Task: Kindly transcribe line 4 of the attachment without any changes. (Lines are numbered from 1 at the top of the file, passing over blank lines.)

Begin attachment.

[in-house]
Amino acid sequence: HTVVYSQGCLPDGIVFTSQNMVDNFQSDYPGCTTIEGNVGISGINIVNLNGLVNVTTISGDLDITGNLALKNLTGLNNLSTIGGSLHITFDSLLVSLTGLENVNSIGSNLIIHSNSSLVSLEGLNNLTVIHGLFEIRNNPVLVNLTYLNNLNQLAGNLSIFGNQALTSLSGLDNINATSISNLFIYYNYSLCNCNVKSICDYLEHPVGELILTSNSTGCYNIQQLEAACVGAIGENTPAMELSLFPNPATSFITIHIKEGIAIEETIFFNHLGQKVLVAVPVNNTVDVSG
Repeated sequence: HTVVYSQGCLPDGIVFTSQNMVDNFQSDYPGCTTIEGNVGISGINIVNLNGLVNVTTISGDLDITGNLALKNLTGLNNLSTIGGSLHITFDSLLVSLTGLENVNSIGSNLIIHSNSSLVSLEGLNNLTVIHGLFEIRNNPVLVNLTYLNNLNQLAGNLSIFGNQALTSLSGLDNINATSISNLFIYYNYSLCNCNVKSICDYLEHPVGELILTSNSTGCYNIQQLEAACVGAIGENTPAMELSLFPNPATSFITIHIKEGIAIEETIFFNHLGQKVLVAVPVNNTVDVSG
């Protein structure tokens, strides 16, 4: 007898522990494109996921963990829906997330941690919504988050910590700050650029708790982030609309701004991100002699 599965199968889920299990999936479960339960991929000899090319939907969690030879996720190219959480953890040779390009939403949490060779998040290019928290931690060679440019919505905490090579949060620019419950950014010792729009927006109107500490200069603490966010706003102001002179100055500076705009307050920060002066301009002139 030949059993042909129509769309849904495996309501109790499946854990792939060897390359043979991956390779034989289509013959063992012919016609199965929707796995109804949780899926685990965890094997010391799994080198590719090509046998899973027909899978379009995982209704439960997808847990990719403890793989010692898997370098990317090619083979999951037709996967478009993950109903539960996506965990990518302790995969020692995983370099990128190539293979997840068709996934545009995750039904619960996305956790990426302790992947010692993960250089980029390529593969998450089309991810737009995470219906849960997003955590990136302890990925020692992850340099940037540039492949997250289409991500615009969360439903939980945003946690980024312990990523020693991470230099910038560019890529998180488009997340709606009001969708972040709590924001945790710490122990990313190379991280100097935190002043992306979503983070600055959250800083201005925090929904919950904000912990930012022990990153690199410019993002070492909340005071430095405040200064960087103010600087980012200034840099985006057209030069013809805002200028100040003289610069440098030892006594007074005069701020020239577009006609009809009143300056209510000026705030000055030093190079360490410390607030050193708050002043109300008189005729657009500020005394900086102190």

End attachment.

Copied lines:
């Protein structure tokens, strides 16, 4: 007898522990494109996921963990829906997330941690919504988050910590700050650029708790982030609309701004991100002699 599965199968889920299990999936479960339960991929000899090319939907969690030879996720190219959480953890040779390009939403949490060779998040290019928290931690060679440019919505905490090579949060620019419950950014010792729009927006109107500490200069603490966010706003102001002179100055500076705009307050920060002066301009002139 030949059993042909129509769309849904495996309501109790499946854990792939060897390359043979991956390779034989289509013959063992012919016609199965929707796995109804949780899926685990965890094997010391799994080198590719090509046998899973027909899978379009995982209704439960997808847990990719403890793989010692898997370098990317090619083979999951037709996967478009993950109903539960996506965990990518302790995969020692995983370099990128190539293979997840068709996934545009995750039904619960996305956790990426302790992947010692993960250089980029390529593969998450089309991810737009995470219906849960997003955590990136302890990925020692992850340099940037540039492949997250289409991500615009969360439903939980945003946690980024312990990523020693991470230099910038560019890529998180488009997340709606009001969708972040709590924001945790710490122990990313190379991280100097935190002043992306979503983070600055959250800083201005925090929904919950904000912990930012022990990153690199410019993002070492909340005071430095405040200064960087103010600087980012200034840099985006057209030069013809805002200028100040003289610069440098030892006594007074005069701020020239577009006609009809009143300056209510000026705030000055030093190079360490410390607030050193708050002043109300008189005729657009500020005394900086102190």